No more battle lines in Zimbabwe politics – it's trench warfare

Ministers in the same coalition will be fighting hand to hand in a power struggle that could take months to resolve.

It did not take long for Zimbabwe's unity Government to come apart at
the seams in spectacular fashion. Only 48 hours after Morgan Tsvangirai
was sworn in as Prime Minister, one of his top aides in the Movement
for Democratic Change (MDC) was seized by security forces hours before
he was meant to be included in a new line-up of ministers. While Roy
Bennett was hauled away by the secret police, the other ministers went
on with the ceremony.

To the rest of the world this may seem an eccentric way to run a
country, particularly one in which the Government barely functions, the
population is in the grip of a deadly cholera epidemic and the economy
is on its knees, thanks to the highest inflation rate in the world. But
this is precisely how the endgame in Zimbabwe will now be played. No
longer will the battle be fought neatly between Government and
Opposition, as it was last year in elections that the MDC won but which
Zanu (PF), the ruling party ignored.

Instead, expect trench warfare, where ministers in the same coalition
will be fighting hand to hand in a power struggle that could take
months to resolve and will be punctuated by more extraordinary scenes
of inter-governmental warfare.

The struggle will be particularly fierce in the Interior Ministry,
which controls the police and is supposed to be shared. President
Mugabe, whose thoughts are already turning to the lavish celebrations
planned for his 85th birthday next week, never intended to share power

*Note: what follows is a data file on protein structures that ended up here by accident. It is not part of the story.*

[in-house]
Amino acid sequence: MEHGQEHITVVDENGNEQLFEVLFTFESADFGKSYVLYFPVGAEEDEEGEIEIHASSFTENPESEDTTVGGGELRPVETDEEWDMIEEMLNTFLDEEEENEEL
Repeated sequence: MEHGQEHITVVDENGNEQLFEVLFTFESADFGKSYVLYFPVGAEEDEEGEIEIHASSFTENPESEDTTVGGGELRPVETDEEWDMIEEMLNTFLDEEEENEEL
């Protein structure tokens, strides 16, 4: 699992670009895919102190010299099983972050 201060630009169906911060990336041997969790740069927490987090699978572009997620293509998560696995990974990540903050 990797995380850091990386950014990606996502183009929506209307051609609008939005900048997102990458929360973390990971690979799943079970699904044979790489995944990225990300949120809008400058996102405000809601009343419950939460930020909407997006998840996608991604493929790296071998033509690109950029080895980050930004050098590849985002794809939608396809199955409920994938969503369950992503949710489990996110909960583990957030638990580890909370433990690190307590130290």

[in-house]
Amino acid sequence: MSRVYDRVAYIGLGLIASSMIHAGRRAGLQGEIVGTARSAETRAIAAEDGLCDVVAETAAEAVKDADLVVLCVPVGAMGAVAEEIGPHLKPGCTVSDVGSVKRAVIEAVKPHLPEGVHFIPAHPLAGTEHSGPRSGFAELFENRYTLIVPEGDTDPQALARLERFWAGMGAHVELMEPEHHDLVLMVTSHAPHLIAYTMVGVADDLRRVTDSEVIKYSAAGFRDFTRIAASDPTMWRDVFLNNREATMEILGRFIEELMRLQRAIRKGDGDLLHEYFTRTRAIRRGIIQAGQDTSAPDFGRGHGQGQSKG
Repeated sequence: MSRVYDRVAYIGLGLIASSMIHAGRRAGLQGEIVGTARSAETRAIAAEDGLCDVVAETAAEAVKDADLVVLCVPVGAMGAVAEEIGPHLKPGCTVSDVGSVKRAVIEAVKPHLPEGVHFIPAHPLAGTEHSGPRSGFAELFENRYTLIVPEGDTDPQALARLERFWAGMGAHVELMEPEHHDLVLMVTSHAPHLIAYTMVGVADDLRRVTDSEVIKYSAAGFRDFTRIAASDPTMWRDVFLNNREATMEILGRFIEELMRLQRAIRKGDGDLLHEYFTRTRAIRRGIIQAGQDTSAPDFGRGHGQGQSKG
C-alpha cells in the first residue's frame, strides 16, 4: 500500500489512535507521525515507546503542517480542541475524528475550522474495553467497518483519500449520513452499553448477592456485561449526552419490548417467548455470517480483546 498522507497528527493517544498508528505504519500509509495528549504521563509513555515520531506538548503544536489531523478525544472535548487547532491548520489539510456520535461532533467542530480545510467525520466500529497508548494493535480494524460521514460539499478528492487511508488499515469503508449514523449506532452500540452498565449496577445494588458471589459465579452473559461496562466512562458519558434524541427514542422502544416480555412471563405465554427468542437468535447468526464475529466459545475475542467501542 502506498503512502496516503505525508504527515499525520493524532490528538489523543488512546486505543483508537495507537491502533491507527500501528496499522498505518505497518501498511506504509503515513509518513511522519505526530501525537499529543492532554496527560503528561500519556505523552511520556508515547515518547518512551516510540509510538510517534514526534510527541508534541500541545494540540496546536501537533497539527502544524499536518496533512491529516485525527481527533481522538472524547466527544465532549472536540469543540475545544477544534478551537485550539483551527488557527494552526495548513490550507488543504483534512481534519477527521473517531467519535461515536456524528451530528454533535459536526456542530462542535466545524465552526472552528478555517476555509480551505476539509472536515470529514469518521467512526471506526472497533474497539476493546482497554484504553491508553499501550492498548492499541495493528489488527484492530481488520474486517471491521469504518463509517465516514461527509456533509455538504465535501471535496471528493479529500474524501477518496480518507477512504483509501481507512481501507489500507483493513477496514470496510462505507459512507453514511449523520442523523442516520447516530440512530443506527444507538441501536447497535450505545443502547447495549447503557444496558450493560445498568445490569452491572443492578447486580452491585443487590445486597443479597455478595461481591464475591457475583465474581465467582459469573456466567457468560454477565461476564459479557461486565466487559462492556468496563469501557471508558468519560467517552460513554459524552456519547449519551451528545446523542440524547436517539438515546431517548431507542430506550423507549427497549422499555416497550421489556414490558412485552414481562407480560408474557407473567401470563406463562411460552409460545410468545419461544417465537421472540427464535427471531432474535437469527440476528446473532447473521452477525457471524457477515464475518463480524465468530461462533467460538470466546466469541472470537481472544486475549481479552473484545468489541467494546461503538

with Mr Tsvangirai when he exchanged a brief handshake with his
long-time rival this week.

Rather, the Godfather of Zimbabwean politics was simply following the
advice of the fictional Mafia boss Vito Corleone to keep your friends
close and your enemies closer. Mr Mugabe had executed exactly the same
manoeuvre with Joshua Nkomo and his Zapu party. The two former
guerrilla commanders became bitter rivals after independence.
Eventually, Mr Mugabe offered Mr Nkomo a place in government. In
reality he emasculated his opponent and Zapu was swallowed up with one
gulp by Zanu (PF).

Mr Tsvangirai's detractors will argue that he has fallen into the same
trap. Now that he has agreed to work with Mr Mugabe he has lost his
moral authority and will no longer win support from his friends in the

This may be prove to be true. But the portly former union boss went
into the latest arrangement with his eyes wide open. He knows Mr
Mugabe's tactics perfectly and has the scars on his body to prove it.
He calculated correctly that no outside powers — certainly not South
Africa or Britain — were willing to intervene forcefully to help him
and his party to deliver what they won at the polls. Instead, he has
the satisfaction of knowing that by joining the Government, Mr Mugabe's
inner Cabinet circle will get smaller. Mr Tsvangirai now has a toe-hold
in government and direct access to all Zimbabwe's neighbours, no longer
as an embarrassing opposition leader but as a head of government.

Mr Tsvangirai has not been a lucky nor particularly skilful politician.
Perhaps he has calculated that the odds are about to change in his
favour. Zimbabwe's head of state may seem a sprightly 85, but he is now
more than double the age when most of his countrymen die. One day his
time will come.

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